- Eye Care
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Common Eye Conditions
Nearsightedness, or myopia, as it is medically termed, is a vision condition in which close objects are seen clearly, but objects farther away appear blurred. Nearsightedness occurs if the eyeball is too long or the cornea, the clear front cover of the eye, has too much curvature. As a result, the light entering the eye isnâ€™t focused correctly and distant objects look blurred.
Farsightedness, or hyperopia, as it is medically termed, is a vision condition in which distant objects are usually seen clearly, but close ones do not come into proper focus. Farsightedness occurs if your eyeball is too short or the cornea has too little curvature, so light entering your eye is not focused correctly.
Astigmatism is a vision condition that causes blurred vision due either to the irregular shape of the cornea, the clear front cover of the eye, or sometimes the curvature of the lens inside the eye. An irregular shaped cornea or lens prevents light from
Presbyopia is a vision condition in which the crystalline lens of your eye loses its flexibility, which makes it difficult for you to focus on close objects.
Glaucoma is a group of eye disorders leading to progressive damage to the optic nerve, and is characterized by loss of nerve tissue resulting in loss of vision.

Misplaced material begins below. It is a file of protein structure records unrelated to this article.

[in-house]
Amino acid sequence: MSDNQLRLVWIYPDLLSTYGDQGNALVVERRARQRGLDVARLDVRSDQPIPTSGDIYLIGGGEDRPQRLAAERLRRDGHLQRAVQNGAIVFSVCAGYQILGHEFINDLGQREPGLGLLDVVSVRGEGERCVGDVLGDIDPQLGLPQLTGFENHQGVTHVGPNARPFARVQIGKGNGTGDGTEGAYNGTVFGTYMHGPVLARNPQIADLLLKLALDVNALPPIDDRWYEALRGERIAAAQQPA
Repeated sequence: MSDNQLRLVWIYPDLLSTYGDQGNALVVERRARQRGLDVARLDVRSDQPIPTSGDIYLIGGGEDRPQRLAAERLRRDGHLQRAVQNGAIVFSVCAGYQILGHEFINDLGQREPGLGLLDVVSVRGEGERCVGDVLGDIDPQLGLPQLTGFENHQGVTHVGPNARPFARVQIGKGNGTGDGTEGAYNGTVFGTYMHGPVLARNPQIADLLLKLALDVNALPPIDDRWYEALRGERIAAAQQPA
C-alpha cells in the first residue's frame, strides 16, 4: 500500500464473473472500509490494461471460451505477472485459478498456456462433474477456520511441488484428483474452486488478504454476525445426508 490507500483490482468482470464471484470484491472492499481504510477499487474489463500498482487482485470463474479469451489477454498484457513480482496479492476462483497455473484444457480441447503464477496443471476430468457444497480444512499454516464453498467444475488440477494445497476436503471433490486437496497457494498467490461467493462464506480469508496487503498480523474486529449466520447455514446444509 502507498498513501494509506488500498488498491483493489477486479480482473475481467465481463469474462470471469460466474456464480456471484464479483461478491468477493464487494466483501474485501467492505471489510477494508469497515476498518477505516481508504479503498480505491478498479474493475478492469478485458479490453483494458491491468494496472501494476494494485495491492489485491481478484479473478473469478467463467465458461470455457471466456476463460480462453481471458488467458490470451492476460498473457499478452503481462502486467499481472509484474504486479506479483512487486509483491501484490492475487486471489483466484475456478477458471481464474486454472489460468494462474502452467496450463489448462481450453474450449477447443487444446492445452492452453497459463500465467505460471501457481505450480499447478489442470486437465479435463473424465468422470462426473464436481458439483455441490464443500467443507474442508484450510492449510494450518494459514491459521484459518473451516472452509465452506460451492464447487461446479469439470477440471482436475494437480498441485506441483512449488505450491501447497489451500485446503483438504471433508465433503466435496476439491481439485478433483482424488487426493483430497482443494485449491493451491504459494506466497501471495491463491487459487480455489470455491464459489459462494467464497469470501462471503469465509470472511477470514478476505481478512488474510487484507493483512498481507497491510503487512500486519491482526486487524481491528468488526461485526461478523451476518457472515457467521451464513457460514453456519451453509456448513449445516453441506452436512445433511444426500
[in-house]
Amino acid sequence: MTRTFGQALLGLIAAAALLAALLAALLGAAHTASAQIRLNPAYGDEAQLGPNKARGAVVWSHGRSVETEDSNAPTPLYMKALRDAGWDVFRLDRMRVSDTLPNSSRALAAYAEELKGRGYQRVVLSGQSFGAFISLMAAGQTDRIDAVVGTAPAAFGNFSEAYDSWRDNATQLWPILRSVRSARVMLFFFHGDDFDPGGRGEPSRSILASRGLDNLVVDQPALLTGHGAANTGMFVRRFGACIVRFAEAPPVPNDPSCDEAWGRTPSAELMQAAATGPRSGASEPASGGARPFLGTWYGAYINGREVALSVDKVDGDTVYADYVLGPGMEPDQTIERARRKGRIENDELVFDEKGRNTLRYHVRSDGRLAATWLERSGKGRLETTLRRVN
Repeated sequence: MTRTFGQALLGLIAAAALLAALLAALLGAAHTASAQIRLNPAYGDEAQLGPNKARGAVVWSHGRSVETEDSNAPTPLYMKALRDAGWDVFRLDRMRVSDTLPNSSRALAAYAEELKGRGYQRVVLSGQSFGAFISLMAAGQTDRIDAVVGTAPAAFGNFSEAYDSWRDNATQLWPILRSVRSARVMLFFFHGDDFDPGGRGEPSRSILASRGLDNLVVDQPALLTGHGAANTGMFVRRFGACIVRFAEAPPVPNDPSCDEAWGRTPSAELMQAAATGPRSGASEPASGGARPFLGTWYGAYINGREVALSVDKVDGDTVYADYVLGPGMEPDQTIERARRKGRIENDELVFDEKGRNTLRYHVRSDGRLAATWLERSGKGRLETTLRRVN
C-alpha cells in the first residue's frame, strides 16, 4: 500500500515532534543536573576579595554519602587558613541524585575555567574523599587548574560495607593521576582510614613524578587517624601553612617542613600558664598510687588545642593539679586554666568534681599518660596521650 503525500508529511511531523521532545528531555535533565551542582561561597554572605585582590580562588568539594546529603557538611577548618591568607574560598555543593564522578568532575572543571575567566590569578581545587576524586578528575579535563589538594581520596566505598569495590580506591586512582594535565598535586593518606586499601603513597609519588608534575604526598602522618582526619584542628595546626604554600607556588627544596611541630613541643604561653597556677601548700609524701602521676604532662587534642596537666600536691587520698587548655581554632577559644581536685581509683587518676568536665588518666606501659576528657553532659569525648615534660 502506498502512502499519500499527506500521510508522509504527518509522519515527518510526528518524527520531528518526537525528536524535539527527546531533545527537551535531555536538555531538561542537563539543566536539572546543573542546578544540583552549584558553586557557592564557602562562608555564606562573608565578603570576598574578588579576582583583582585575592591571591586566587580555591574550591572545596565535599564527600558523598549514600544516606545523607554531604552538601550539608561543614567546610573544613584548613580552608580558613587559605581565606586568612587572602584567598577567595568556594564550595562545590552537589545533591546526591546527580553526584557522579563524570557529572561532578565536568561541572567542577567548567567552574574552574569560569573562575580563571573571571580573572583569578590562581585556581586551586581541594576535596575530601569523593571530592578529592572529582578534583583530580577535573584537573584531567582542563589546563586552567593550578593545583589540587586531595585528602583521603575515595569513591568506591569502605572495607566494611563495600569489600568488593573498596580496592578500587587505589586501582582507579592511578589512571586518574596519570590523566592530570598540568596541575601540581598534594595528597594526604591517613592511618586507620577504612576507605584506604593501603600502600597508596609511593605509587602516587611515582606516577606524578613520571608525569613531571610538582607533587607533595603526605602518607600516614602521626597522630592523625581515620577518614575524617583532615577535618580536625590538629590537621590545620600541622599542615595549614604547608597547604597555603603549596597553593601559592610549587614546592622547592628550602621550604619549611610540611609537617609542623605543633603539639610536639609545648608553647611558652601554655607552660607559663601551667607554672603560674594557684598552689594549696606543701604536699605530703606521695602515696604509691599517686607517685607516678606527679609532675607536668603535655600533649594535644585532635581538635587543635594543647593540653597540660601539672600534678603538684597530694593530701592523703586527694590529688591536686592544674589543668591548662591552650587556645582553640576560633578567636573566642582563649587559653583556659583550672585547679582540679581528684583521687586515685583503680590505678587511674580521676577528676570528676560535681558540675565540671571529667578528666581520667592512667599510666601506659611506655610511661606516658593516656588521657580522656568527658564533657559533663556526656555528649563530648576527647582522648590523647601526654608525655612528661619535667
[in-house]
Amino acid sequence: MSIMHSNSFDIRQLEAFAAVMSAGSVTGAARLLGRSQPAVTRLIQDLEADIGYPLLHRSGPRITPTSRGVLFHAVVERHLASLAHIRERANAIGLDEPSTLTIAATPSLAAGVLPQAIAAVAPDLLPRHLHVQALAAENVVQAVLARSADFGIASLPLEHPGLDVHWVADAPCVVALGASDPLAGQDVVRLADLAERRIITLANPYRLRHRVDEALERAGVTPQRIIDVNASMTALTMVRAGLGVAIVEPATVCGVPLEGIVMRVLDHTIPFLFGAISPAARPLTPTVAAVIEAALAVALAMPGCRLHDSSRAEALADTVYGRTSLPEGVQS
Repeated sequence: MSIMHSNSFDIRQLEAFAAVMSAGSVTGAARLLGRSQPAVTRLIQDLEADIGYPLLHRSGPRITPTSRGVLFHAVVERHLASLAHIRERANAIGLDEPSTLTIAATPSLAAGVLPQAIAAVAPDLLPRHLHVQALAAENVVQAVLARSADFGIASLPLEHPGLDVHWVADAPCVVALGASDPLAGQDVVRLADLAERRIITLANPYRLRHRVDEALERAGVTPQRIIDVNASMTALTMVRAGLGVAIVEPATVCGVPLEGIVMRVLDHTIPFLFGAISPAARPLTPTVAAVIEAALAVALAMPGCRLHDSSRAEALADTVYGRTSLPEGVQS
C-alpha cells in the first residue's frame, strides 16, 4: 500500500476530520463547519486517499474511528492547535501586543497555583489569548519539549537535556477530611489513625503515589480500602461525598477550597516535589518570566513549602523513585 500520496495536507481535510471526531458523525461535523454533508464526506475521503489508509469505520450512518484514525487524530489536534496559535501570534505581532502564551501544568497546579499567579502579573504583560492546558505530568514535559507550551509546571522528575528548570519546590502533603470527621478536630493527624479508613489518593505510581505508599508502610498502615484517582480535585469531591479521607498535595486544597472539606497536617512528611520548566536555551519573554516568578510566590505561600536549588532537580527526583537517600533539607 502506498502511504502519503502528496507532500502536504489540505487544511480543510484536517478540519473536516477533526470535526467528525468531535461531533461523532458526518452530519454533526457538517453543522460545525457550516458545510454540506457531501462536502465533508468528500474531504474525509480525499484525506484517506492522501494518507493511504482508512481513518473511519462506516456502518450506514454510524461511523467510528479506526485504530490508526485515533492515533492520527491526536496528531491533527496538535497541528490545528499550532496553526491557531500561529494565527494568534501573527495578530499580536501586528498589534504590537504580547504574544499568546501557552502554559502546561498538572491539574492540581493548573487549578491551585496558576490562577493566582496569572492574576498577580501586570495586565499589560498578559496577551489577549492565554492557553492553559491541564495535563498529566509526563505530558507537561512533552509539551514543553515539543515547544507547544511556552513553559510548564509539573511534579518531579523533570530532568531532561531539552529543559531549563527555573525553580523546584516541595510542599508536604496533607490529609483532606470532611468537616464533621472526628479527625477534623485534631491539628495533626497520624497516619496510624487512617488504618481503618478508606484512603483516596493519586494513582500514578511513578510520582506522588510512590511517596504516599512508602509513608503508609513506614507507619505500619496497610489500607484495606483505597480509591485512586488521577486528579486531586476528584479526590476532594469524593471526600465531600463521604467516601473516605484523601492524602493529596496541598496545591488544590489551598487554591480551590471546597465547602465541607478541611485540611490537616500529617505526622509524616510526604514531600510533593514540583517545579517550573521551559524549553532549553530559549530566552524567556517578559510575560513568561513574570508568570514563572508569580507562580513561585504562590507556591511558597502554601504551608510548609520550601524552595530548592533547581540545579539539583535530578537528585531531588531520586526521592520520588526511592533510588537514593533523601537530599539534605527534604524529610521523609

Conjunctivitis is an inflammation or infection of the conjunctiva, the thin transparent layer of tissue that lines the inner surface of the eyelid and covers the white part of the eye.
Most cataracts are due to age-related changes in the lens of the eye.â€¨Most cataracts are due to age-related changes in the lens.
Dry Eye »
Dry eye is a condition in which there are insufficient tears to lubricate and nourish the eye. Tears are necessary for maintaining the health of the front surface of the eye and for providing clear vision.
Age-Related Macular Degeneration »
Age-Related Macular Degeneration (ADM) is the leading cause of severe vision loss in adults over age 50. The Centers for Disease Control and Prevention estimate that 1.8 million people have AMD and another 7.3 million are at substantial risk for vision loss from AMD.
Spots and Floaters »
Spots (often called floaters) are small, semi-transparent or cloudy specks or particles within the vitreous, which is the clear, jelly-like fluid that fills the inside of your eyes. They appear as specks of various shapes and sizes, threadlike strands or cobwebs.